Earth Talk: Sizing up oil shale as a possible resource

Energy source or more trouble for the environment?

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    Oil shale (right) and raw extract oil (left). Geologists think the world has more oil shale than existing reserves of oil.
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Q: Are the United States’ vast oil shale resources a potential source of energy?
– Larry LeDoux, Honolulu

A: Oil shale is a fine-grained sedimentary rock that contains significant amounts of kerogen, a solid mixture of organic chemical compounds that can be converted into synthetic liquid fuel similar to oil, or into shale gas similar to petroleum-derived natural gas. Geologists believe there is more oil shale in the world – 3 trillion barrels worth of fuel – than there is oil in existing reserves globally.

Oil shale has been mined extensively in Brazil, China, Estonia, Germany, Israel, and Russia, but up to two-thirds of the world’s supply lies in the Green River Basin of the western United States, including parts of Wyoming, Utah, and Colorado.

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To date, these American oil shale resources remain virtually untapped, but an 11th-hour executive order by the Bush administration in 2008 put 2 million acres of Bureau of Land Management (BLM) land across the three states up for lease to oil shale extractors.

Other nations with oil shale reserves have been mining them for decades for power generation and other uses, but American enthusiasm has run hot and cold, depending on oil prices. The US was bullish on oil shale during the 1970s oil shocks, but when gas prices fell again, so did the enthusiasm.

For their part, environmental groups are unequivocally against oil shale extraction. For one reason, extracting operations destroy landscapes, forcing plants and animals out, with regeneration unlikely for decades.

Another big issue with oil shale extraction is water usage. The process requires as much as five barrels of water – for dust control, cooling, and other purposes – for every barrel of shale oil produced.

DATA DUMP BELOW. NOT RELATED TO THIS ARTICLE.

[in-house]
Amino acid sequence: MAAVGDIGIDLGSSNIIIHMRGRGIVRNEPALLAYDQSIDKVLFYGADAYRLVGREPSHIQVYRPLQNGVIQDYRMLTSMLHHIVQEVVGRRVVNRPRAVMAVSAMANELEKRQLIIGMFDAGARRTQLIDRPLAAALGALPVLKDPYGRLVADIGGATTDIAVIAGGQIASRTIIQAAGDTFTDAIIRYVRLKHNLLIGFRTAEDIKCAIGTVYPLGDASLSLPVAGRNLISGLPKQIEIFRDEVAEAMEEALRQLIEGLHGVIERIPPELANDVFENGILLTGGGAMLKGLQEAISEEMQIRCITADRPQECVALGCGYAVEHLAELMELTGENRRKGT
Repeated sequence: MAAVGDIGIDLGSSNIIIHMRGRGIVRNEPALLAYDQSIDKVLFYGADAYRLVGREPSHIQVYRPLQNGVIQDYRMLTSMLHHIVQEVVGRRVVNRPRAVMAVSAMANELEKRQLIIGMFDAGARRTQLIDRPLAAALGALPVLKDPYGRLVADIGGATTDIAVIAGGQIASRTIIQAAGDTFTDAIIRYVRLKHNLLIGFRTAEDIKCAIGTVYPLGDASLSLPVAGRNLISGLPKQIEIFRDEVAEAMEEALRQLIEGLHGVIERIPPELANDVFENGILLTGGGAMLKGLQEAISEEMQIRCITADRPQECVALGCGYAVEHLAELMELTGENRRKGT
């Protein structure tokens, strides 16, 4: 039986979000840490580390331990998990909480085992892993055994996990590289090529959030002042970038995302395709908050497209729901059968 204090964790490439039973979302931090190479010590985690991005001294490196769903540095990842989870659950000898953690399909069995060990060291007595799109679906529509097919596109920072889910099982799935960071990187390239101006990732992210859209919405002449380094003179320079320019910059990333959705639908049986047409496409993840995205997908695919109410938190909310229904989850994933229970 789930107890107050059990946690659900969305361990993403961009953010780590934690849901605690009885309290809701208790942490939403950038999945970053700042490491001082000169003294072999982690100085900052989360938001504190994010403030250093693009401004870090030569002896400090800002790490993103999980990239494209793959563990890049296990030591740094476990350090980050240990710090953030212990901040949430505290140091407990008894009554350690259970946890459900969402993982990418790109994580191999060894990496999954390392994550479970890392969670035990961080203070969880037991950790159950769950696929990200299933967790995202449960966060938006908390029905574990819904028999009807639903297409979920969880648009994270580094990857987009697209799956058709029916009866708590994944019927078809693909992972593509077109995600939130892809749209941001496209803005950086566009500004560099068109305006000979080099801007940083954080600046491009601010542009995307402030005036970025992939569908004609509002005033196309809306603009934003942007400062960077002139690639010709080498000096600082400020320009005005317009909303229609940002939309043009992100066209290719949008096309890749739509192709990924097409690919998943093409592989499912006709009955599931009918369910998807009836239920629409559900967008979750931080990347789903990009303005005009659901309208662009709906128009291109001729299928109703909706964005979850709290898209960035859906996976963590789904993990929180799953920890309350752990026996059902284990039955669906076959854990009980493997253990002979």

Oil shale extraction is also very energy-intensive, and as such is no solution to global warming. Researchers have found that a gallon of shale oil can emit as much as 50 percent more carbon dioxide than a gallon of conventional oil would over its given life cycle from extraction to tailpipe.

Due to these concerns and others, 13 environmental groups – including the Wilderness Society, the Sierra Club, and the Natural Resources Defense Council – teamed up in January to file suit against the federal government for opening up all that land in the West to oil shale development. The suit contends that the BLM failed to properly consider the impacts on air quality and endangered species in the region.

The groups also contend that the development would require the construction of 10 new coal-fired power plants in order to get at and process the oil shale, significantly upping the carbon footprint of the entire region.

Green groups hope that the Obama administration will overturn former President Bush’s decision to lease development rights on the land, which is near three national parks in one of the least developed parts of the US.

Questions about living green? Send to: EarthTalk, c/o E - The Environmental Magazine, Box 5098, Westport, CT 06881 ; earthtalk@emagazine.com.

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